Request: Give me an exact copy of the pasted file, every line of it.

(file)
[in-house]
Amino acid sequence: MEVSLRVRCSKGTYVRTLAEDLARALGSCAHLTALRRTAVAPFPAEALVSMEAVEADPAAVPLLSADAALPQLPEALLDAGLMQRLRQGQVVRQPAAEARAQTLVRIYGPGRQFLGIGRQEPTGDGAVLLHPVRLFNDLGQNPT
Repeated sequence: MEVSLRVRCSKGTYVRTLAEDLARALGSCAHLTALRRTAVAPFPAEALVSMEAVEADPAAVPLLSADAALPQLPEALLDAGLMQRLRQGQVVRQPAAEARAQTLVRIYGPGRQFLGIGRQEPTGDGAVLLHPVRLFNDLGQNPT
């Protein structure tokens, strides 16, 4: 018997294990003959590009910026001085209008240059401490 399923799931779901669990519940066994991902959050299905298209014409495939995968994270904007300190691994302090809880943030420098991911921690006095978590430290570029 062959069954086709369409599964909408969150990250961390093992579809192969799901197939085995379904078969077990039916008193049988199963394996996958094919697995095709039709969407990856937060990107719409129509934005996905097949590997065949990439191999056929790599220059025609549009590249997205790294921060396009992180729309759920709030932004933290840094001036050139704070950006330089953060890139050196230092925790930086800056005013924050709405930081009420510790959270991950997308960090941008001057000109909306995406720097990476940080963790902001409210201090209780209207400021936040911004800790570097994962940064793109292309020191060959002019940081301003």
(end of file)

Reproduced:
[in-house]
Amino acid sequence: MEVSLRVRCSKGTYVRTLAEDLARALGSCAHLTALRRTAVAPFPAEALVSMEAVEADPAAVPLLSADAALPQLPEALLDAGLMQRLRQGQVVRQPAAEARAQTLVRIYGPGRQFLGIGRQEPTGDGAVLLHPVRLFNDLGQNPT
Repeated sequence: MEVSLRVRCSKGTYVRTLAEDLARALGSCAHLTALRRTAVAPFPAEALVSMEAVEADPAAVPLLSADAALPQLPEALLDAGLMQRLRQGQVVRQPAAEARAQTLVRIYGPGRQFLGIGRQEPTGDGAVLLHPVRLFNDLGQNPT
């Protein structure tokens, strides 16, 4: 018997294990003959590009910026001085209008240059401490 399923799931779901669990519940066994991902959050299905298209014409495939995968994270904007300190691994302090809880943030420098991911921690006095978590430290570029 062959069954086709369409599964909408969150990250961390093992579809192969799901197939085995379904078969077990039916008193049988199963394996996958094919697995095709039709969407990856937060990107719409129509934005996905097949590997065949990439191999056929790599220059025609549009590249997205790294921060396009992180729309759920709030932004933290840094001036050139704070950006330089953060890139050196230092925790930086800056005013924050709405930081009420510790959270991950997308960090941008001057000109909306995406720097990476940080963790902001409210201090209780209207400021936040911004800790570097994962940064793109292309020191060959002019940081301003």